St. Mary's College of Maryland

What You Should Know About: Parenting a College Student

Our College offices are staffed with professionals who have spent years working with students, and we went to them for perspectives that parents might find helpful. In this section, we have printed some of their accumulated wisdom, and we have also consulted the books which they recommended, making liberal use of their material. We are providing the authors and titles of works that we think make especially interesting reading.

During the college years students essentially recreate themselves, using the values that you have imbedded as the cornerstone. The developmental tasks of young adulthood are as significant as those of a developing toddler. The intellectual stimulation of college introduces new horizons of thought which students must examine and integrate into their views of the world. Responsibilities and problems will arise which students will have to learn to negotiate on their own.

In the next four years, you will once again see your child struggling to walk on his or her own, perhaps falling and scraping knees, going in new directions, and also experiencing the euphoria of discovery. You will once again be asked to "let go." As with a toddler, you will be asked to guide and instruct, to maintain loving contact, and also to allow your student to learn to walk alone, bruises and all, in order to discover new horizons.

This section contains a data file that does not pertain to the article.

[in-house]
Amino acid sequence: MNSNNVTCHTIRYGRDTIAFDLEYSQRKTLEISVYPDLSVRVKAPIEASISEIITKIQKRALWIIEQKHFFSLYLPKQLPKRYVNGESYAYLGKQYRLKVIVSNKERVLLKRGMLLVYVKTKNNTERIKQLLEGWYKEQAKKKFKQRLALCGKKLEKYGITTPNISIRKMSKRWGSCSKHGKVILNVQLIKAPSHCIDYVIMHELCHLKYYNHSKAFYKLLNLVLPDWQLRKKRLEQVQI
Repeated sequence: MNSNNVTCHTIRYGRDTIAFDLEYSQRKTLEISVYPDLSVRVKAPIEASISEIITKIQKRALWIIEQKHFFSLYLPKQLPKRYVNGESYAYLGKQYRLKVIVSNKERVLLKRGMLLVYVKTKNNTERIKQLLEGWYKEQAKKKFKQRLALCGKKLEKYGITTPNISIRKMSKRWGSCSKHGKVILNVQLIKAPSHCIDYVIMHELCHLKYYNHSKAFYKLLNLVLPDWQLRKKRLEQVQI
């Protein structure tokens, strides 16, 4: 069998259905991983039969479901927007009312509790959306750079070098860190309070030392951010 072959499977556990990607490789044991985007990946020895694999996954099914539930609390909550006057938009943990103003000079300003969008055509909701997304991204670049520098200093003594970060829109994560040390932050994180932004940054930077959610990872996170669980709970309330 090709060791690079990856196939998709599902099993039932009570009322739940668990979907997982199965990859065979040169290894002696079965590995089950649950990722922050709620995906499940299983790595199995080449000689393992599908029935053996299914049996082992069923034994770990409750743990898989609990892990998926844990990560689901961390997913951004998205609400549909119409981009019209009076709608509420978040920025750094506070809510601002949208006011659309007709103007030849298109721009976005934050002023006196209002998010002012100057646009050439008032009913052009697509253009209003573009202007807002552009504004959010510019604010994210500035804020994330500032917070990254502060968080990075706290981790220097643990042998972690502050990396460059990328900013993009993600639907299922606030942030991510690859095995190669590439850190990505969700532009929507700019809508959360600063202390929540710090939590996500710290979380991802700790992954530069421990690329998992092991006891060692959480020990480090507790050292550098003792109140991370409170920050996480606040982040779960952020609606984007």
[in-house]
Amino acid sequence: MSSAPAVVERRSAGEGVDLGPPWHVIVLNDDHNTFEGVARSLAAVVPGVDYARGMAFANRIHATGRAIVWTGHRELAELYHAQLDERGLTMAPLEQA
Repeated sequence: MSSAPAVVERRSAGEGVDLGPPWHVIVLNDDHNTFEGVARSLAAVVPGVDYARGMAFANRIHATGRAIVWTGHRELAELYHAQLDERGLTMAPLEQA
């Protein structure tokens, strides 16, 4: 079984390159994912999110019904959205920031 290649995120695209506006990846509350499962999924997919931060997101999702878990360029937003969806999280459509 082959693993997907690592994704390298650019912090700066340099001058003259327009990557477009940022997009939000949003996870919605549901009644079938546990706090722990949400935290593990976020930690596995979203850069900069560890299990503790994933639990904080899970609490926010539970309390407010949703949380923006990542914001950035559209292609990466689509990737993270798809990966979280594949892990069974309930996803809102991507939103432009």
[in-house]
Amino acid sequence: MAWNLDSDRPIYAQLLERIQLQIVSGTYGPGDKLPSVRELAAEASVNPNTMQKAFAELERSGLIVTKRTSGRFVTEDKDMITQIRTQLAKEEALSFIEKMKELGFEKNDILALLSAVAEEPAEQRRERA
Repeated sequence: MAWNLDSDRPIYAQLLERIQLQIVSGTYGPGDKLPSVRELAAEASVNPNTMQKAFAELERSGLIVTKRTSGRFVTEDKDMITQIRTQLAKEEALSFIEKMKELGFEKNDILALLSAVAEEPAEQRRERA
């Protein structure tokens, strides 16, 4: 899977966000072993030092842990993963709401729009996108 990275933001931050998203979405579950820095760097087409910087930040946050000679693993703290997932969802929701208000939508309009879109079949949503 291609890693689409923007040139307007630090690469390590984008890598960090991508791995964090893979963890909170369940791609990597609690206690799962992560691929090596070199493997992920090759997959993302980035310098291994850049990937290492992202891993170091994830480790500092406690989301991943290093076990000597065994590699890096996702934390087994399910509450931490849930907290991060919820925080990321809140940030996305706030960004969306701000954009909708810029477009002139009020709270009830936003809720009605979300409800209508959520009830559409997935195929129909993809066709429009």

The transition from adolescence to young adulthood and maturity is called "individuation," becoming a person in one's own right, and not merely an extension and junior edition of one's parents. This is a time of uncertainty, questioning, experimentation, and vulnerability. College students find themselves in a largely unrecognized turmoil, confronted with new rules of interaction, new lifestyles, and a lack of familiar structure. This leads to a great deal of self-evaluation, comparing previous structures (from home and high school) with new ideas.

Having your child begin his or her college career can be a stressful experience for you as parents, especially if your son or daughter hasn't lived away from home before. During this important time of transition for the family, many parents put their own feelings and reactions on hold while helping their child prepare for college life. Attending to your own emotional needs, however, as well as your child's, will go a long way toward helping everyone feel comfortable with the challenges that going to college represents.

We hope that these ideas and suggestions will be helpful to you in dealing with some of the challenges parents experience when their child goes to college. The first year of SMCM is a tremendously exciting time, and we hope and trust that you and your child will have a rewarding year.